Greg Hurd, Director of Outreach at the Bancroft School of Massage in Worcester, is one such person. Bancroft has offered both yoga and Pilates in recent years, and Hurd has participated in both. “Having done both, I’m much more drawn to yoga,” he says. “It works you in healthier ways…Pilates is great for strength-building, but yoga helps you on much subtler levels.”
Yoga can contribute to the development of positive energy and aid with health matters such as organ or spinal complications or mens and women’s issues, he claims. Yoga also increases flexibility whereas Pilates, which focuses more on the strengthening of the abdomen, does not.
Yoga is slow-moving and focused on working the “energy core,” and Pilates is more focused on working the “physical core,” Hurd explains. “Pilates asks you to hold your stomach in, while yoga wants you to stay relaxed, not trying to hold it [your stomach] tense all the time.” If you’re going for the chiseled look, Pilates is better, but if you want that toned, lean-but-still-strong look, yoga is for you according to Hurd.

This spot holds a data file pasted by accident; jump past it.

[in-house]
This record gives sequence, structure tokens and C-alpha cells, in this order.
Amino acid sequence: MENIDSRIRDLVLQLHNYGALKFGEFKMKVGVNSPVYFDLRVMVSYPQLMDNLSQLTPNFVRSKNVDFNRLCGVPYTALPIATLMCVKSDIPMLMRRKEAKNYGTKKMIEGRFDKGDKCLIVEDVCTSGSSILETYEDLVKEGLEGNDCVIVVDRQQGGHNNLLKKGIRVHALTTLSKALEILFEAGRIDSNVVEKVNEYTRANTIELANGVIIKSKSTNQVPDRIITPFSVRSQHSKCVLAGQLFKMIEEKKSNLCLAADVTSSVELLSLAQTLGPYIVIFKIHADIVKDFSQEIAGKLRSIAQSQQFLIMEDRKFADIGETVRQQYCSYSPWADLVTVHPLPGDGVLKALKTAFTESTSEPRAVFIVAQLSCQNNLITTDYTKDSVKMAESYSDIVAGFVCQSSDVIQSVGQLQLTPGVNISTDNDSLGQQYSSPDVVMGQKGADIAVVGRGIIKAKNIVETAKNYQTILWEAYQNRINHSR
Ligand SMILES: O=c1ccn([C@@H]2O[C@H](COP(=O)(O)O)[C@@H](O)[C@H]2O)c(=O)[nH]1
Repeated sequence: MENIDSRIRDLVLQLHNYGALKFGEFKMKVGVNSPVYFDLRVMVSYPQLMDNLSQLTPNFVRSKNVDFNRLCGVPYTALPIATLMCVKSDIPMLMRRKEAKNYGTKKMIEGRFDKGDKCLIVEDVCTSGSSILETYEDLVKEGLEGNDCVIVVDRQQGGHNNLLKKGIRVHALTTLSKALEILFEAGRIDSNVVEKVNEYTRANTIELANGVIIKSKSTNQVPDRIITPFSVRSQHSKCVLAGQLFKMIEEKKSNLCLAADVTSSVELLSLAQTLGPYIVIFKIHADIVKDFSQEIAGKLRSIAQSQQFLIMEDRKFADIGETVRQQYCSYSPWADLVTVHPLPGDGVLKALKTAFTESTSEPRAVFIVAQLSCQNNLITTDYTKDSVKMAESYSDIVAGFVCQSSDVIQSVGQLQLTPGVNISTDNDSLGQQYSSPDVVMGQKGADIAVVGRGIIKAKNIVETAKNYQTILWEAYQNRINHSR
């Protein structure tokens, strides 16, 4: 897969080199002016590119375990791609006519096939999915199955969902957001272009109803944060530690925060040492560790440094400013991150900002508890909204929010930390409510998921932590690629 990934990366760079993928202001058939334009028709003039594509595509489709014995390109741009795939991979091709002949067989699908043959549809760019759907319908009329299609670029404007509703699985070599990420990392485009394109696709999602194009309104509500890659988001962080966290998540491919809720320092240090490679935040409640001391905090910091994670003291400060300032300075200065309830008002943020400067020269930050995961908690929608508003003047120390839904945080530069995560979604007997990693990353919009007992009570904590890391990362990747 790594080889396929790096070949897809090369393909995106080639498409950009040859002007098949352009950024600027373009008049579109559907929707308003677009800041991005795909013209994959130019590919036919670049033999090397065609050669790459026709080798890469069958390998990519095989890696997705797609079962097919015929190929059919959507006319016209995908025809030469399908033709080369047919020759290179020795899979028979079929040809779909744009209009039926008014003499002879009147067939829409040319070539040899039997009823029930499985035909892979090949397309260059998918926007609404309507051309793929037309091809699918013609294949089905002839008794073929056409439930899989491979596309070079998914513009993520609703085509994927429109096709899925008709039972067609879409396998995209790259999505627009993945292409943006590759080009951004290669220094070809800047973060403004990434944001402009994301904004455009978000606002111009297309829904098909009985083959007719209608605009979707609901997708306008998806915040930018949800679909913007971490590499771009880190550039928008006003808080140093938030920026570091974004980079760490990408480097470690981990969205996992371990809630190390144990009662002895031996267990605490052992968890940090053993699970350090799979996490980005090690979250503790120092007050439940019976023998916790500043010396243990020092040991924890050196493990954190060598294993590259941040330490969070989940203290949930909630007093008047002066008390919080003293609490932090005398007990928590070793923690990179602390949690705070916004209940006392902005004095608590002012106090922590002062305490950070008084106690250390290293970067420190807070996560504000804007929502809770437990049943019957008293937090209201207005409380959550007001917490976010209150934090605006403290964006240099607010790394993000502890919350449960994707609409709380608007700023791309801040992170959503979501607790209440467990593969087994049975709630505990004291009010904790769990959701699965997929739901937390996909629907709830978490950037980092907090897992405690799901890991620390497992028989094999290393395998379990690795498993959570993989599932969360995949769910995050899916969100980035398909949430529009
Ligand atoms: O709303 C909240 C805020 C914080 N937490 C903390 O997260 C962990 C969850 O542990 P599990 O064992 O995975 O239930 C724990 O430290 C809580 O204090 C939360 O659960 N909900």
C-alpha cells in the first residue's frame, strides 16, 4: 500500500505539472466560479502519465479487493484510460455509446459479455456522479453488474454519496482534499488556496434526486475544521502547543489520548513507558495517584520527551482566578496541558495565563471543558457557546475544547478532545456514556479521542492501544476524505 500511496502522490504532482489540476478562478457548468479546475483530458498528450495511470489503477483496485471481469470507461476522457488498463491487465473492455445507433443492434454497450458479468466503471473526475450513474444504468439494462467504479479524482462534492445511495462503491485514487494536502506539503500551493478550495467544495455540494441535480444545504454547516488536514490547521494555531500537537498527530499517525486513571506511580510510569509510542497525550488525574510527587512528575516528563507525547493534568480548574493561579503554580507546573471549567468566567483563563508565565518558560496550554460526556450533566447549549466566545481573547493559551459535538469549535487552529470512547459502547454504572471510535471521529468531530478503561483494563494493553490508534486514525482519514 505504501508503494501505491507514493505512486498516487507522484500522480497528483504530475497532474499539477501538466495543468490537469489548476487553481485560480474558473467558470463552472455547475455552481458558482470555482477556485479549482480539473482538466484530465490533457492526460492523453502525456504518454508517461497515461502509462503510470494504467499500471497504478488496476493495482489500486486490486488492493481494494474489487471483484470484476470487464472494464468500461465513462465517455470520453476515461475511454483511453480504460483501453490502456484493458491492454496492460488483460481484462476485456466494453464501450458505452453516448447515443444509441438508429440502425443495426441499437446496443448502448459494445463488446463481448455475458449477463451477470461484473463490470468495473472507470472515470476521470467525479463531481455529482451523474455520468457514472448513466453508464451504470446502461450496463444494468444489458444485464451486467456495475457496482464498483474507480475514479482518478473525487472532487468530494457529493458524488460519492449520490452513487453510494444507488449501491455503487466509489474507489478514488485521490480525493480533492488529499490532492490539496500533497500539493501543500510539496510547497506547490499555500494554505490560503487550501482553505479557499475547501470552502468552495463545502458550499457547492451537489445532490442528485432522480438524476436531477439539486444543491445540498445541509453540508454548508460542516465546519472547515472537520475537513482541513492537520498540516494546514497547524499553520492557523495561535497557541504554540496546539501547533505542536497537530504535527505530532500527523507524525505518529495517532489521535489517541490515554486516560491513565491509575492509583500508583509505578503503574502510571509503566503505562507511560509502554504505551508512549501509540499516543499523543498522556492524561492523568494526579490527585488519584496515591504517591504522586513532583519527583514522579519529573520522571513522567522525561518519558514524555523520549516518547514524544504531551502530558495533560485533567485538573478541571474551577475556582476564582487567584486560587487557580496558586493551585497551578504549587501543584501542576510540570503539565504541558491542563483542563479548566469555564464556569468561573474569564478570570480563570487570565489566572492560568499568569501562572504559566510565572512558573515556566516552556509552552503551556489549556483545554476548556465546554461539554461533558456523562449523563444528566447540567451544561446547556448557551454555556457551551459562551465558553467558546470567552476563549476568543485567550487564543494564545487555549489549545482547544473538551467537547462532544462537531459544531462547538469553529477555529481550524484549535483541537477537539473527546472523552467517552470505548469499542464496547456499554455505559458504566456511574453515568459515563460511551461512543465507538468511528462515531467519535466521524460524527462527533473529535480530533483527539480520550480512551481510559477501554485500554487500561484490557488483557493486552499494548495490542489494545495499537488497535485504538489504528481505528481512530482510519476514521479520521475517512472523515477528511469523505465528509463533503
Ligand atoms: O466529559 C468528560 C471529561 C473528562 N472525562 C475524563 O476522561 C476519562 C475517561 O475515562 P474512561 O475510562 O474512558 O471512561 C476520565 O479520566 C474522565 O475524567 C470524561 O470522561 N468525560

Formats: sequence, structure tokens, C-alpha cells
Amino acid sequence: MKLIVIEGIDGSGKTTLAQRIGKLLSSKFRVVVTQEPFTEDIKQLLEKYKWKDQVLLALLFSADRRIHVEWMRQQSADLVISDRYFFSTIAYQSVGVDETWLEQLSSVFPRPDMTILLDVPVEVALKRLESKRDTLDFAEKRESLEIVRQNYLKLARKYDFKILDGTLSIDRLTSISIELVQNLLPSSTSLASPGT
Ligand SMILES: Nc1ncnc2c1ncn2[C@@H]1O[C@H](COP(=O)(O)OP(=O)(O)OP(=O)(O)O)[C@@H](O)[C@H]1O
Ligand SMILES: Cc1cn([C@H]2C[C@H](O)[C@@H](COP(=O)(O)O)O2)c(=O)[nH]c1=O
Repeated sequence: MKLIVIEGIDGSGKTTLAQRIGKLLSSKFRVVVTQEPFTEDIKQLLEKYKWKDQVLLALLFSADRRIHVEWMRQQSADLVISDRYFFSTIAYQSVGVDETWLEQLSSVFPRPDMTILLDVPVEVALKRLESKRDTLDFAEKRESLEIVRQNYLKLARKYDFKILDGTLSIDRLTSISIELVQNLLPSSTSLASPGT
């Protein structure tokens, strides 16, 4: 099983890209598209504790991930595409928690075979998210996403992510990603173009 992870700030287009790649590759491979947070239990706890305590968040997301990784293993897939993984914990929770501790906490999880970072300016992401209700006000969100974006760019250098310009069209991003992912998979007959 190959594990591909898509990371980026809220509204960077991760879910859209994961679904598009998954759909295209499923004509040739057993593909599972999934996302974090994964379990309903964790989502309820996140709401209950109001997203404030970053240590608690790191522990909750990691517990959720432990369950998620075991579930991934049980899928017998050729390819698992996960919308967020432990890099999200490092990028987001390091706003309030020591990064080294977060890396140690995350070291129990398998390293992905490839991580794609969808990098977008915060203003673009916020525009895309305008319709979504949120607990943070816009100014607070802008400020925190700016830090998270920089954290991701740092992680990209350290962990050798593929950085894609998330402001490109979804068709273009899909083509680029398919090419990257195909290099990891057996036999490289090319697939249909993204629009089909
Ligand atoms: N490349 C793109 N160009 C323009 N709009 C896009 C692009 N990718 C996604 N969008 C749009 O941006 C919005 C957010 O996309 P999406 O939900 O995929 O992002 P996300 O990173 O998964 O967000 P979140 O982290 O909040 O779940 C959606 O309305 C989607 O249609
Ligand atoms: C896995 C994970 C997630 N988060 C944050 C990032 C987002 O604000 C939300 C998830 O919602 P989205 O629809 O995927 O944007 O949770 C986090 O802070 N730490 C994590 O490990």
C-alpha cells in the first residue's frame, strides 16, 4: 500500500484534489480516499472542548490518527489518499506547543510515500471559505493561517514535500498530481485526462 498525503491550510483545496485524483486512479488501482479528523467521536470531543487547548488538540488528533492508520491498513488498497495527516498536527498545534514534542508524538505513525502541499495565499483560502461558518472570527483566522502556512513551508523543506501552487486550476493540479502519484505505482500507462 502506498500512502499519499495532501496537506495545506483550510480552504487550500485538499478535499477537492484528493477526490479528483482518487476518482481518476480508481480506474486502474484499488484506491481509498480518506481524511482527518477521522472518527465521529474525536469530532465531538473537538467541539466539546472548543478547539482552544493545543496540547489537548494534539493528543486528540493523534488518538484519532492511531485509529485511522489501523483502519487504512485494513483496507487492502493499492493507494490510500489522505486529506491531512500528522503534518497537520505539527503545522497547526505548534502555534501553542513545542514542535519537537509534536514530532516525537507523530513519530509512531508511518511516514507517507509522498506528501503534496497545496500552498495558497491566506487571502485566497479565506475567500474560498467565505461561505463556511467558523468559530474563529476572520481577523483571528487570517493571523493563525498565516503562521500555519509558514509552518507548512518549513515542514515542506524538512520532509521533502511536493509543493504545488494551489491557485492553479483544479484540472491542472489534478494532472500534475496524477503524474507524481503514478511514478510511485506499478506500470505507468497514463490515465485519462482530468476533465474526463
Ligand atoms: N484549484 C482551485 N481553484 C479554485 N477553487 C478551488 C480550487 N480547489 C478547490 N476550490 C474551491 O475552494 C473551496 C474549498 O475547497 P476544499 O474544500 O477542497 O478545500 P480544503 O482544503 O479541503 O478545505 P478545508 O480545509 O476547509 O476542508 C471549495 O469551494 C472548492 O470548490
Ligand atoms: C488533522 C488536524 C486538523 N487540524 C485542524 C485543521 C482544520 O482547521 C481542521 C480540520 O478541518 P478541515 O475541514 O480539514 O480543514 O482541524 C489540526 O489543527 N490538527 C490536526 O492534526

What becomes apparent from all of these distinctions is that both yoga and Pilates have their benefits. As Jill Hoffman explains, it’s very difficult to say that one is better than the other. In the end, she says, “The beauty of choice is that there is no one way that’s the best way. It’s what’s best for you. The end goal is for wellness, and anything that can contribute to that is a good thing.”
“The beauty of choice is that there is no one way that’s the best way. It’s what’s best for you. The end goal is for wellness, and anything that can contribute to that is a good thing.” Jill Henderson, Pilates instructor
If you’re going for the chiseled look, Pilates is better, but if you want that toned, lean-but-still-strong look, yoga is for you according to Bancroft School of Massage’s Greg Hurd.